The problem with working sixteen hours a day, often into the night, sacrificing anything resembling a personal life, eating junk food and barely walking more than a few steps to put the kettle on, means there is no balance.
The other areas of your life, which are all incredibly important in terms of physical and mental wellbeing suffer, and in turn so do you.
Stephen Covey’s “The 7 Habits of Highly Effective People” is one of the books that has profoundly affected me and changed the way I live my life. It may sound like a “corporate productivity” book, but it very much looks at how to balance work and life so that you can be effective in your work and enjoy a life outside work.
Making music for a living, I am fortunate to enjoy my passion on a daily basis. Music used to be a hobby and doing it professionally has definitely changed my relationship with it. As a freelance composer and music producer I feel there are two issues that need tackling on a daily basis:
- Switching off
- Finding balance
Because I’m self employed and I love what I do, it can often be very difficult to switch off.
Employed people go to work and then leave. And when they go home they generally leave their work behind until the following day (I appreciate that there are exceptions).
As a freelancer, you never switch off. Because it’s your baby and your livelihood you are constantly thinking/obsessing about it. Morning noon and night. Weekdays and weekends. If you have a home studio there is the additional issue of having no clear separation between work and home which poses challenges.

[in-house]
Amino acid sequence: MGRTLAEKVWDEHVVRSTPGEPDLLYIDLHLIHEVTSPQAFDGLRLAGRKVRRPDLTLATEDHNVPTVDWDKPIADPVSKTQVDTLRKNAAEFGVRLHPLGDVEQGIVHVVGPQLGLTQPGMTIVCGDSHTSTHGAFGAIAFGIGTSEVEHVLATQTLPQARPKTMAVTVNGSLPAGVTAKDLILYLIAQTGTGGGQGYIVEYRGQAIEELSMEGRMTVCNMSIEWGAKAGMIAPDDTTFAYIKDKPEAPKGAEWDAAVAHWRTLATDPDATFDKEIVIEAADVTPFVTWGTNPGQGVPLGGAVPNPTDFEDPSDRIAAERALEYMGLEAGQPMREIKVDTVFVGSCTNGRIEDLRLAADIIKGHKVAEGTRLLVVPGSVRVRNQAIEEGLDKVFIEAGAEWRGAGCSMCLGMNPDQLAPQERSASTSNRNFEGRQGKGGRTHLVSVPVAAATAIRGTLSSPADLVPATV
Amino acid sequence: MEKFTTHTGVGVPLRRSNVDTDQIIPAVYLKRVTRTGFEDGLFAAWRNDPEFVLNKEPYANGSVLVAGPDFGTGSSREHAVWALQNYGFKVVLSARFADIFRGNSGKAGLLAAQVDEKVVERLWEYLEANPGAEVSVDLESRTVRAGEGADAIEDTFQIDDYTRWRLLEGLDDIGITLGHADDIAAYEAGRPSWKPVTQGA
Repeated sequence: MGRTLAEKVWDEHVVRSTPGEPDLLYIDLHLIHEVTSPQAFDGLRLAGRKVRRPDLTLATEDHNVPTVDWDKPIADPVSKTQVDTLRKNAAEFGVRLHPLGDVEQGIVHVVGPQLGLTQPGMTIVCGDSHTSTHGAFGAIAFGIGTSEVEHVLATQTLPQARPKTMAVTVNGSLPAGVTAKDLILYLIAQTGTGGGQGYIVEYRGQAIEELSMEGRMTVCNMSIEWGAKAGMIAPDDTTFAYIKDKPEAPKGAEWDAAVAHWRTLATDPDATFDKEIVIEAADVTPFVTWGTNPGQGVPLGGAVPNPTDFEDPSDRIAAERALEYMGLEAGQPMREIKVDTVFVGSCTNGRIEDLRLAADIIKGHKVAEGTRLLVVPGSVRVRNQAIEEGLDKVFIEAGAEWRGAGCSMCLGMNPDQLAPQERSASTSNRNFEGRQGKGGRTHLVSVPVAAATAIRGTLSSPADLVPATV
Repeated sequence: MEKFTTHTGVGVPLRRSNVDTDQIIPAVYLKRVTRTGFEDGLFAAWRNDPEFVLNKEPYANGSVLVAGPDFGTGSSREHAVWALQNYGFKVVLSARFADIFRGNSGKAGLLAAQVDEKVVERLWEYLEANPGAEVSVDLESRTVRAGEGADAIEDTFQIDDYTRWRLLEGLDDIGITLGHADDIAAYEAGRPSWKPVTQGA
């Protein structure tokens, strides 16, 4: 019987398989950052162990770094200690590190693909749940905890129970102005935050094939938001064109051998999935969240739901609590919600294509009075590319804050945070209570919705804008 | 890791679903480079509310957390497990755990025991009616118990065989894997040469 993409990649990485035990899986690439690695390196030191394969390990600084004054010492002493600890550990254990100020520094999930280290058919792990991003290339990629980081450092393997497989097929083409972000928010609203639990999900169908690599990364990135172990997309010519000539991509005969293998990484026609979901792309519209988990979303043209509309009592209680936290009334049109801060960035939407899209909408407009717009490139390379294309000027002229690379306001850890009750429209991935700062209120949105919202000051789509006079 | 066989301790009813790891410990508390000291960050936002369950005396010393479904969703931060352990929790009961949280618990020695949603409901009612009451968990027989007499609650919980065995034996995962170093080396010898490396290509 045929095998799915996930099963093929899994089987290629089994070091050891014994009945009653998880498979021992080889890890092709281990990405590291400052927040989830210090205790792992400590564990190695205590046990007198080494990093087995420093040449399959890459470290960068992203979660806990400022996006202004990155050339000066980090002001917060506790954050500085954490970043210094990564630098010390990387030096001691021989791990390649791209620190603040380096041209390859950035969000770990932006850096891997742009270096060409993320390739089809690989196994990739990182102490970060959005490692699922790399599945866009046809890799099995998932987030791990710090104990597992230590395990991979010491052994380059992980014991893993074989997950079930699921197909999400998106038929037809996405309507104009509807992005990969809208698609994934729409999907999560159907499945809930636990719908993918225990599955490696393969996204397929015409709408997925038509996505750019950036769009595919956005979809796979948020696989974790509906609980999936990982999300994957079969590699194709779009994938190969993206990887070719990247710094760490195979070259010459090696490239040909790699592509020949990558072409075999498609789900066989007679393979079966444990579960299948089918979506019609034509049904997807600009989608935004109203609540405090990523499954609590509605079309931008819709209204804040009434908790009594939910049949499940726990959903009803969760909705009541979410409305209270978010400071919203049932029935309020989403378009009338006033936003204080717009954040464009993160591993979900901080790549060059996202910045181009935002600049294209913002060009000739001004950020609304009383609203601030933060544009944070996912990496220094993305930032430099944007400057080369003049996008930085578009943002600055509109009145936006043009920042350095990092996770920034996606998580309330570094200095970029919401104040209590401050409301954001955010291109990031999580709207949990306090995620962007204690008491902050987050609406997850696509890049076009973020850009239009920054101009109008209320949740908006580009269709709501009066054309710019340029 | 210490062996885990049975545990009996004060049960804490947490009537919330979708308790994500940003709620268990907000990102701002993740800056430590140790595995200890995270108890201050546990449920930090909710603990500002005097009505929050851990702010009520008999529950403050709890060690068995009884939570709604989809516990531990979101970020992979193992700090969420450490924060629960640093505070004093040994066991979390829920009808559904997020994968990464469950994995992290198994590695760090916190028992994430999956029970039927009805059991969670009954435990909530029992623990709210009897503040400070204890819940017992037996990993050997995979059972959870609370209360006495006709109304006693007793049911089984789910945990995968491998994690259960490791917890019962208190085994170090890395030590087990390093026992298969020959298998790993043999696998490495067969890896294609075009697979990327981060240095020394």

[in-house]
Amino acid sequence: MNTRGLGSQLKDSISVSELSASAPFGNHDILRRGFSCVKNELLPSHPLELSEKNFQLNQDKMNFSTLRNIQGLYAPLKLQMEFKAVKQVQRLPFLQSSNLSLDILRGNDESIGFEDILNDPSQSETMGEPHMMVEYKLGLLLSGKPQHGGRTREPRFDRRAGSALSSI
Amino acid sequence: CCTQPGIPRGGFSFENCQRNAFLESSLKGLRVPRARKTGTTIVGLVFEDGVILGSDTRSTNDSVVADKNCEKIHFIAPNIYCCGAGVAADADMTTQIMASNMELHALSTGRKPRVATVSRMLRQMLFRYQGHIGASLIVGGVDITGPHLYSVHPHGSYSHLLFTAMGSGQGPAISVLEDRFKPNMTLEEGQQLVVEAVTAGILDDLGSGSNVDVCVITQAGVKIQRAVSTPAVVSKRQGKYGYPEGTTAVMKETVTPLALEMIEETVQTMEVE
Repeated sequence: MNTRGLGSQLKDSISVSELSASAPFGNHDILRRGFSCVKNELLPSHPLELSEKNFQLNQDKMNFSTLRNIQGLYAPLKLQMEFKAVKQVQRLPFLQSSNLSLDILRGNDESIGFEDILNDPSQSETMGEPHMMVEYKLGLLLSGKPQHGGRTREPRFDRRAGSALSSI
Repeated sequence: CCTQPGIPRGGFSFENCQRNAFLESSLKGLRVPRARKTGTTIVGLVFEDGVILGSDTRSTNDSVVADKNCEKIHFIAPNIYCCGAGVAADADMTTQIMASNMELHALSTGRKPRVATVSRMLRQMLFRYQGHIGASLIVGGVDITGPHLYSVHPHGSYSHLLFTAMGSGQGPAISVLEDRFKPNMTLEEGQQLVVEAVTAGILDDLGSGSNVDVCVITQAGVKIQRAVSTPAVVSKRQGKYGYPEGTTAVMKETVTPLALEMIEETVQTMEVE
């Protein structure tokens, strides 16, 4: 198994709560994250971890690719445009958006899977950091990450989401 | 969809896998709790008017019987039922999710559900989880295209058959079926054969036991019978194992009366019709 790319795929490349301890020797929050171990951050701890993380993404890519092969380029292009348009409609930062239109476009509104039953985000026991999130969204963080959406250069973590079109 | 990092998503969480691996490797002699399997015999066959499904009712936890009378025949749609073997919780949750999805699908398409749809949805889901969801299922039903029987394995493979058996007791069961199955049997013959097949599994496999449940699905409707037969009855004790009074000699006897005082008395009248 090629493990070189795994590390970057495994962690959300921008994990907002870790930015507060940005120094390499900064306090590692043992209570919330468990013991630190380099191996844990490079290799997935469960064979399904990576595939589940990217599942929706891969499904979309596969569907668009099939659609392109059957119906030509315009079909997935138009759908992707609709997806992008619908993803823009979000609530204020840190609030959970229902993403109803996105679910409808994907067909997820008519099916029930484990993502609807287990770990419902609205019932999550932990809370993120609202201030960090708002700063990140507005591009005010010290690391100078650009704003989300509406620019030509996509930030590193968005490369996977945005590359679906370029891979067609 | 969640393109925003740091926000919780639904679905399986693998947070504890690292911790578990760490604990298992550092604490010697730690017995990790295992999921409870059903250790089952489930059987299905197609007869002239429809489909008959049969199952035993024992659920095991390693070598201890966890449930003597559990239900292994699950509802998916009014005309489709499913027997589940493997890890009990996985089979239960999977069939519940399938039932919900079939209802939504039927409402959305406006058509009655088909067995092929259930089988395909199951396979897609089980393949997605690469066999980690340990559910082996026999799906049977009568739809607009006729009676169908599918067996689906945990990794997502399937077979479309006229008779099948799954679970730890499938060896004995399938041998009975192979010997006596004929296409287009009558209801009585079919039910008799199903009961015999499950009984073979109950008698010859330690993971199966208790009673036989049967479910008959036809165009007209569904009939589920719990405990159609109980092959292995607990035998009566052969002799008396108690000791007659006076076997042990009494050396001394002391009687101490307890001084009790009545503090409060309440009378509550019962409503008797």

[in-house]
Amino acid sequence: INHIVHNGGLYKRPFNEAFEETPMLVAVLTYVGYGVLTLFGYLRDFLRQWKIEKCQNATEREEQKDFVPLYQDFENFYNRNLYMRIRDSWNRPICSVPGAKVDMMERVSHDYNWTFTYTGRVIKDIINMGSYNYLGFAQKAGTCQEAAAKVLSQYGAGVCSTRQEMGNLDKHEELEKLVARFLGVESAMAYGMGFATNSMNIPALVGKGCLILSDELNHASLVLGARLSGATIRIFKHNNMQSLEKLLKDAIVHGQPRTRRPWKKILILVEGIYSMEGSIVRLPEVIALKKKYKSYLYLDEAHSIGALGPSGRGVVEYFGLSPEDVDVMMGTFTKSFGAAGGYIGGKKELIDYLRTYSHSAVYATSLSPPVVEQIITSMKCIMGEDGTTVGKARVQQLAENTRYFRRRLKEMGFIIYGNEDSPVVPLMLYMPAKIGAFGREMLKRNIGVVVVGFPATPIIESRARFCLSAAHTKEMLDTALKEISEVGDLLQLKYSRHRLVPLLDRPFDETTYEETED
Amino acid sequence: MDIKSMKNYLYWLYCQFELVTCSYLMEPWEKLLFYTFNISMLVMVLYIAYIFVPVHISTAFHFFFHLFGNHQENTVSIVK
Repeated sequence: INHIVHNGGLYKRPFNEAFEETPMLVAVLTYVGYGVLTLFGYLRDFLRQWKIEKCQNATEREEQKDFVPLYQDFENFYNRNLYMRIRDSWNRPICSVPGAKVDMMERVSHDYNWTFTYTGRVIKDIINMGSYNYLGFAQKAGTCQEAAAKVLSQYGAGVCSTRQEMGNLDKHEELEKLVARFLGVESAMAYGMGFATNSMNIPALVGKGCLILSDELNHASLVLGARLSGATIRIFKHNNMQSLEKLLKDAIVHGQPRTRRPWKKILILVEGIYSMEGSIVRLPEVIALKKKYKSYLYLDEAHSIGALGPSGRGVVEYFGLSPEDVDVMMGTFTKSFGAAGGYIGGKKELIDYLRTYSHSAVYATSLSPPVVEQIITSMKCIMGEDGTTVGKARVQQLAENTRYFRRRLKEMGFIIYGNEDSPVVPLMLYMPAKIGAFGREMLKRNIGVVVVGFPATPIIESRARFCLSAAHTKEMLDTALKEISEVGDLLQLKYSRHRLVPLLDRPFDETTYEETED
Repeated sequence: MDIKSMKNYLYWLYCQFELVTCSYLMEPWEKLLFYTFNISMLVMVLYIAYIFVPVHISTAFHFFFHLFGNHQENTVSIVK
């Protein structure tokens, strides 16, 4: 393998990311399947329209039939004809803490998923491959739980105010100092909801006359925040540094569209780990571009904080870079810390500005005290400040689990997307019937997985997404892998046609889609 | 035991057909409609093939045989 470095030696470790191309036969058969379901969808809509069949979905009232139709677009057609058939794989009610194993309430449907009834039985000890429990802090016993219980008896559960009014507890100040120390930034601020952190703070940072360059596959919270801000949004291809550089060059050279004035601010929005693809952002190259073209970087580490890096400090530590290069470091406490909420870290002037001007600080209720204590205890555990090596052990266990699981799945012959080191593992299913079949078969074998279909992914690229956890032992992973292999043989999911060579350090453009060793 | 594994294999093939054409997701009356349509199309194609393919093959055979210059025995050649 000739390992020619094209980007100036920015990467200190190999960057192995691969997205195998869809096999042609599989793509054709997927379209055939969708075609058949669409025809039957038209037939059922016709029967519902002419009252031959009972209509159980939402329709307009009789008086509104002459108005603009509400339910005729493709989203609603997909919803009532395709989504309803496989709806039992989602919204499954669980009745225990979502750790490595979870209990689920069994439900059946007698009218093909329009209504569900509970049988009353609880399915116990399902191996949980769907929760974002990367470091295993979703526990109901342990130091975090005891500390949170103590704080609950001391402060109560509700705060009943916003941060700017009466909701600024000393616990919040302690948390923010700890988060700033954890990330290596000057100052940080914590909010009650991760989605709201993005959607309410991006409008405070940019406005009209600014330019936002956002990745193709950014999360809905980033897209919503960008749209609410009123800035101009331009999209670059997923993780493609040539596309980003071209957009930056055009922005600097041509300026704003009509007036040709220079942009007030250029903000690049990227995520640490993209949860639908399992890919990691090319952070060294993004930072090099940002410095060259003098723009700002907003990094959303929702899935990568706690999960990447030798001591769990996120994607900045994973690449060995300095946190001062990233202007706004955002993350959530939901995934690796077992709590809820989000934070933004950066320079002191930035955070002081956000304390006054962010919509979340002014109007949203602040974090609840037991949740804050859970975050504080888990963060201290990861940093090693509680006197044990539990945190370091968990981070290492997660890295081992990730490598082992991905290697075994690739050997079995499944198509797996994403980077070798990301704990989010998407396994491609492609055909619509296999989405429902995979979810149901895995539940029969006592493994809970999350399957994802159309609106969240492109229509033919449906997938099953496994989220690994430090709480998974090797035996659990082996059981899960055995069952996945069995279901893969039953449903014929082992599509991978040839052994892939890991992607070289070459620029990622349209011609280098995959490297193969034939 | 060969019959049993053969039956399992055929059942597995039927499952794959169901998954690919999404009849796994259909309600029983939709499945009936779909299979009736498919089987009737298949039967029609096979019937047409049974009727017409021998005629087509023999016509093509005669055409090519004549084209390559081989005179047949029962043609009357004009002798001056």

I have found that setting clear cut off times to be very helpful. It’s not always possible but by setting a finish time you often become more productive.
Parkinson’s Law stats that if you give yourself a month to do something you’ll spend a month doing it. If you give yourself a week you’ll find a way to do it in a week.
I also advocate physical exercise once you hit your cut off time. Whilst our brains are working overtime, we live increasingly sedentary lifestyles and we spend inordinate amounts of times sat on our arses. Cue back problems. Physical exercise not only tires you physically, but it can completely switches your focus and helps you to switch off.
Because (for most) you are pursuing your passion professionally and because of the nature of making music, it can be very difficult to know when to stop. Quite the opposite problem of being employed where you often countdown the minutes to being able to leave.
When I’m immersed in a project it is often hard to stop myself and walk away. I invest all of my time and energy in my work and fail balance work and life.
You don’t notice it at first. It happens very slowly and it’s quite intangible. But this imbalance can have a hugely negative impact on you, and often those around you.
I have friends in the industry who have suffered from agoraphobia (fear of leaving the house), and have suffered debilitating physical ailments as a result of this imbalance. When I’m busy on a project I find myself in a permanent state of stress and unable to sleep. I’m slowly starting to get a handle on it… for now.
The “7 Habits of Highly Effective People” helped me gain some perspective and taught me how to balance work and life. I’m actually reading it for the third time. And each time I try and put more and more of it into practice. Something which will probably take a lifetime to master.
I also can’t speak highly enough of meditation. I find that making music makes my head fizz with thoughts and ideas. Meditation helps me get a handle on this.